Prague. Vision of the Armed Forces for 2022, evaluation of this year and thanks to the outgoing Minister of Defence. This was the opening of the traditional Command Assembly of the Chief of the General Staff of the Czech Armed Forces, General Aleš Opata.
In 2018, the General Staff of the Czech Armed Forces launched a massive development of the armed forces and General Opata set five clear priorities. These are immediate impact projects, modernisation, new capabilities, personnel and a command & control system that has proven itself in the fight against covid. In a very short period of time, the foundations of the Cybernetic and Information Warfare Forces, the Support Battalion, the Unmanned Systems Battalion and the Airborne Regiment were built almost from scratch.
The acquisition of self-propelled guns Caesar, SHORAD anti-aircraft system, helicopters, MADR radars, RBS 70 NG, Pandur II vehicles, additional CASA transport aircrafts, small arms, fire control system, Titus armoured vehicles, Toyota Hilux all-terrain vehicles and other equipment was completed.
The MoD is now awaiting completion of the Tracked Infantry Fighting Vehicle project. “There is no way this project can be stopped or stalled. It is a matter of national security and cannot bear any delay,” General Opata stressed.
“The rearmament of the army must not only not be stopped but accelerated. We are tackling the IFVs but other vital projects like Supersonic Air Force or new tanks are around the corner. Not to mention investments in digitisation, information systems and their protection. Modernisation is inevitable, and the world around us shows us that every day.”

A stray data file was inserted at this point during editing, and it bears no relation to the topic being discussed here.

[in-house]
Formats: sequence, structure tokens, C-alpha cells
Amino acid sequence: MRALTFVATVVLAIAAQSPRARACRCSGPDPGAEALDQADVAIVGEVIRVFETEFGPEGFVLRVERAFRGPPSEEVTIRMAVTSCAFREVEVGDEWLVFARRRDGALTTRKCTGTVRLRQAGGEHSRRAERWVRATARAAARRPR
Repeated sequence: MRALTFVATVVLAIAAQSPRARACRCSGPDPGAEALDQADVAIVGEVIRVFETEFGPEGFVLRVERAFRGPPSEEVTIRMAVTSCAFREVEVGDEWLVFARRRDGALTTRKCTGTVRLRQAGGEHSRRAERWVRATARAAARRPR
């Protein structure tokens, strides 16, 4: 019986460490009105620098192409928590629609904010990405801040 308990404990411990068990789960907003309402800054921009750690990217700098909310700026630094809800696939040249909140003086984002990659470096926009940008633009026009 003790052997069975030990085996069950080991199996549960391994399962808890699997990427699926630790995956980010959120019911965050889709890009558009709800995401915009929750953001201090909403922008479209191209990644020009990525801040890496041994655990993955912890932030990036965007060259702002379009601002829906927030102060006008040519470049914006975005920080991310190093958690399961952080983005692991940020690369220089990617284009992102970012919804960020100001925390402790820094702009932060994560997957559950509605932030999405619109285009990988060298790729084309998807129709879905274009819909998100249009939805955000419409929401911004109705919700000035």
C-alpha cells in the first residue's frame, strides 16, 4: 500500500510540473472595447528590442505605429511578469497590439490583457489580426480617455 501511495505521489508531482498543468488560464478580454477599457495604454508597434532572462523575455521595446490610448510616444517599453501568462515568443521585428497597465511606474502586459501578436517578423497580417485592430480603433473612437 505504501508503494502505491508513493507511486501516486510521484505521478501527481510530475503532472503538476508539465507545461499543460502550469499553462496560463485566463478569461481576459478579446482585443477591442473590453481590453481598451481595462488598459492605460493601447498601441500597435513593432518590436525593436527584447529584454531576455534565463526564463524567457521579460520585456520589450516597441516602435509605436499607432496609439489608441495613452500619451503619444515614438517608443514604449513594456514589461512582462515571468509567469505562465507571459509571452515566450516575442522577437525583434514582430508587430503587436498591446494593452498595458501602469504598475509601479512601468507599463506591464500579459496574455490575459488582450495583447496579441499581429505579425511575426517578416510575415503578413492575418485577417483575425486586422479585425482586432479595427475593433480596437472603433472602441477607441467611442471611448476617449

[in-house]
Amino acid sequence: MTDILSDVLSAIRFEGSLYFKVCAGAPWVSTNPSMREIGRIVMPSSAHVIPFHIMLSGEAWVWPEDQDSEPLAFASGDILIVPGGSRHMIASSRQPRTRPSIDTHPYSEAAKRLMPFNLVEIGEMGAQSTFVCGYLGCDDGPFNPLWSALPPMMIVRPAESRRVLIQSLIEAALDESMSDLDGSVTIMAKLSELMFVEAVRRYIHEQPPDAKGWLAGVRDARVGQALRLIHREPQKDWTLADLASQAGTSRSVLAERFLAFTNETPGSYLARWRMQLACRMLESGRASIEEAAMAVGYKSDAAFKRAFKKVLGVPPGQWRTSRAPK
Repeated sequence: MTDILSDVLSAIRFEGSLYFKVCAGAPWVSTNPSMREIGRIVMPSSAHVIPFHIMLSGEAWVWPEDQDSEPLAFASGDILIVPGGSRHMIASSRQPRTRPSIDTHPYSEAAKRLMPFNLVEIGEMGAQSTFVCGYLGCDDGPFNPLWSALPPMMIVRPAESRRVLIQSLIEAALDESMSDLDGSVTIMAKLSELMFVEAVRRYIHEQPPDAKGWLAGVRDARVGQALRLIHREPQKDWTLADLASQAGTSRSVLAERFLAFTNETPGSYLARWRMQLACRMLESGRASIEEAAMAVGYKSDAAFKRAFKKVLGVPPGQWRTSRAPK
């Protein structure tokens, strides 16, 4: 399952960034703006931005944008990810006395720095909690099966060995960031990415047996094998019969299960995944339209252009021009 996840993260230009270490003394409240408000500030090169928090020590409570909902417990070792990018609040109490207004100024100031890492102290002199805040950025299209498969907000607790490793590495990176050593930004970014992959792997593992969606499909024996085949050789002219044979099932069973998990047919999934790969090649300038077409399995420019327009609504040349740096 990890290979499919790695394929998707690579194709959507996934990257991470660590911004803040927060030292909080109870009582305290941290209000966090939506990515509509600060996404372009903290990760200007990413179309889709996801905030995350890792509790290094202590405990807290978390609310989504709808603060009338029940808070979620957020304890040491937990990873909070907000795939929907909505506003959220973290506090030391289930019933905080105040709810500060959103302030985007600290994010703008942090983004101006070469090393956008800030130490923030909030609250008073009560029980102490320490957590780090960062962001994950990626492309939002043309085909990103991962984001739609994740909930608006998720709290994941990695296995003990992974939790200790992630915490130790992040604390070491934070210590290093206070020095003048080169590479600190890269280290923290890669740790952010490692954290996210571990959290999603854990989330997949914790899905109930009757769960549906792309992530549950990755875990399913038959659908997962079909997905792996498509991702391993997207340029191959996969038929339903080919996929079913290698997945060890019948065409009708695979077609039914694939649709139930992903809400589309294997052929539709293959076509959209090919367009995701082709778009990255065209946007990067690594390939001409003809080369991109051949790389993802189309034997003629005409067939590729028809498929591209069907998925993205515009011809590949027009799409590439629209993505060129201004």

According to General Opata, our future lies in technology, artificial intelligence, unmanned vehicles, laser-guided munitions and robotics. If we underestimate or misjudge these trends, our military will be old, even if it drives new cars. The lines are blurring between peace and conflict, between politics and warfare, between the strategic and the tactical, the kinetic and the non-kinetic.
The new NATO documents Warfighting Capstone Concept and Deterrence and Defence of Euro-Atlantic Area, which describe the threats and priorities for the construction of defence capabilities, are crucial for the Army. For decades, the Alliance has focused on low-intensity operations and short crises. Now the change is coming, now it will think and plan for the long term. Thus, the military must think in a parallel, multi-domain context. The battlespace will be multidimensional because it must link traditional domains with virtual ones.
If the Czech Republic does not want to be a stowaway in European security, it has no choice but to strengthen its readiness, have the ability to react and contribute to the military and technological superiority of the Alliance.
According to General Opata, it is necessary to remember the five NATO imperatives for the development of warfare:
- Cognitive Superiority
- Layered Resilience
- Influence and Power Projection
- Integrated Multi-domain Defence
- Cross Domain Command